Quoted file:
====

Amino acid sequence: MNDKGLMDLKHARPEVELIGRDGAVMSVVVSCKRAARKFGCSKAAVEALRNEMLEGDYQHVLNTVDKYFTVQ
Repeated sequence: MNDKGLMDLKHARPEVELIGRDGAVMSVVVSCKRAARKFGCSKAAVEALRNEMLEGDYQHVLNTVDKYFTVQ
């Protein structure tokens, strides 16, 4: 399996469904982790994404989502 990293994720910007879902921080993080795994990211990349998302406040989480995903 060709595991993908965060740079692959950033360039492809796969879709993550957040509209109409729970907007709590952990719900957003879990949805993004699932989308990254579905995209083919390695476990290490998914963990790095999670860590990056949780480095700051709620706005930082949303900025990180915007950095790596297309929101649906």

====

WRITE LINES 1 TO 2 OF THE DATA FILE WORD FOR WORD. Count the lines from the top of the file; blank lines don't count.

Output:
Amino acid sequence: MNDKGLMDLKHARPEVELIGRDGAVMSVVVSCKRAARKFGCSKAAVEALRNEMLEGDYQHVLNTVDKYFTVQ
Repeated sequence: MNDKGLMDLKHARPEVELIGRDGAVMSVVVSCKRAARKFGCSKAAVEALRNEMLEGDYQHVLNTVDKYFTVQ